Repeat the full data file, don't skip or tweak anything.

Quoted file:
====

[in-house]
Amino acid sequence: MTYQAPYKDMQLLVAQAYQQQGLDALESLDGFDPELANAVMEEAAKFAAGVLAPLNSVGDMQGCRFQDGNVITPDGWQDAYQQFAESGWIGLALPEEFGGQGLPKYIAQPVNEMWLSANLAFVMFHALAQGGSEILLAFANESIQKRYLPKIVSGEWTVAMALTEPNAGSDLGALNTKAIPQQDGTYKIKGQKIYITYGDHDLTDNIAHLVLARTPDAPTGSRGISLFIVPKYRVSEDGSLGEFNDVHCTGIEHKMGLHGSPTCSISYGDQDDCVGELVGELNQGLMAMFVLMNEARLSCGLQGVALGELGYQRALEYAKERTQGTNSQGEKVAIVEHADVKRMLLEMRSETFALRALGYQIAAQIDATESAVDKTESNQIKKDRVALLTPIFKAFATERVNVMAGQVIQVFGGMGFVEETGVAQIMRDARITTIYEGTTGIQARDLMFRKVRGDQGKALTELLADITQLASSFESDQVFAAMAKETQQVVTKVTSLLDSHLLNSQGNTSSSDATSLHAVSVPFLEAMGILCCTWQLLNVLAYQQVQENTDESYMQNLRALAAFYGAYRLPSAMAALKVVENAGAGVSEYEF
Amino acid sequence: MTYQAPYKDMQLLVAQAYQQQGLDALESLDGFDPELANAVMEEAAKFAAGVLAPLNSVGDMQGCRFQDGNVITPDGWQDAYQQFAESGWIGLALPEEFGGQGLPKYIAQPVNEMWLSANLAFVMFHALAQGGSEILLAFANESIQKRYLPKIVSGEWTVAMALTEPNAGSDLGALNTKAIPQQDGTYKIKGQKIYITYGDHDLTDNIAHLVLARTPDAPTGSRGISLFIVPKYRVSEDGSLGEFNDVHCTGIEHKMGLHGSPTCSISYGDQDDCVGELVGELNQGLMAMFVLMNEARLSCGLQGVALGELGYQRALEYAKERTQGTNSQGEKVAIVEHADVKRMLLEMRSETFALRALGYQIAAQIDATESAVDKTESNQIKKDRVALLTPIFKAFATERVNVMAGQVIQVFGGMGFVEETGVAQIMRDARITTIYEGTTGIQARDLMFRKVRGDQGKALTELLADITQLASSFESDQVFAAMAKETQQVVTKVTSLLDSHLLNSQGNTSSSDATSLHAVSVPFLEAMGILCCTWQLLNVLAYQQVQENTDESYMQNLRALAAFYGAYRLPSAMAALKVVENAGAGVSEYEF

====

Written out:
[in-house]
Amino acid sequence: MTYQAPYKDMQLLVAQAYQQQGLDALESLDGFDPELANAVMEEAAKFAAGVLAPLNSVGDMQGCRFQDGNVITPDGWQDAYQQFAESGWIGLALPEEFGGQGLPKYIAQPVNEMWLSANLAFVMFHALAQGGSEILLAFANESIQKRYLPKIVSGEWTVAMALTEPNAGSDLGALNTKAIPQQDGTYKIKGQKIYITYGDHDLTDNIAHLVLARTPDAPTGSRGISLFIVPKYRVSEDGSLGEFNDVHCTGIEHKMGLHGSPTCSISYGDQDDCVGELVGELNQGLMAMFVLMNEARLSCGLQGVALGELGYQRALEYAKERTQGTNSQGEKVAIVEHADVKRMLLEMRSETFALRALGYQIAAQIDATESAVDKTESNQIKKDRVALLTPIFKAFATERVNVMAGQVIQVFGGMGFVEETGVAQIMRDARITTIYEGTTGIQARDLMFRKVRGDQGKALTELLADITQLASSFESDQVFAAMAKETQQVVTKVTSLLDSHLLNSQGNTSSSDATSLHAVSVPFLEAMGILCCTWQLLNVLAYQQVQENTDESYMQNLRALAAFYGAYRLPSAMAALKVVENAGAGVSEYEF
Amino acid sequence: MTYQAPYKDMQLLVAQAYQQQGLDALESLDGFDPELANAVMEEAAKFAAGVLAPLNSVGDMQGCRFQDGNVITPDGWQDAYQQFAESGWIGLALPEEFGGQGLPKYIAQPVNEMWLSANLAFVMFHALAQGGSEILLAFANESIQKRYLPKIVSGEWTVAMALTEPNAGSDLGALNTKAIPQQDGTYKIKGQKIYITYGDHDLTDNIAHLVLARTPDAPTGSRGISLFIVPKYRVSEDGSLGEFNDVHCTGIEHKMGLHGSPTCSISYGDQDDCVGELVGELNQGLMAMFVLMNEARLSCGLQGVALGELGYQRALEYAKERTQGTNSQGEKVAIVEHADVKRMLLEMRSETFALRALGYQIAAQIDATESAVDKTESNQIKKDRVALLTPIFKAFATERVNVMAGQVIQVFGGMGFVEETGVAQIMRDARITTIYEGTTGIQARDLMFRKVRGDQGKALTELLADITQLASSFESDQVFAAMAKETQQVVTKVTSLLDSHLLNSQGNTSSSDATSLHAVSVPFLEAMGILCCTWQLLNVLAYQQVQENTDESYMQNLRALAAFYGAYRLPSAMAALKVVENAGAGVSEYEF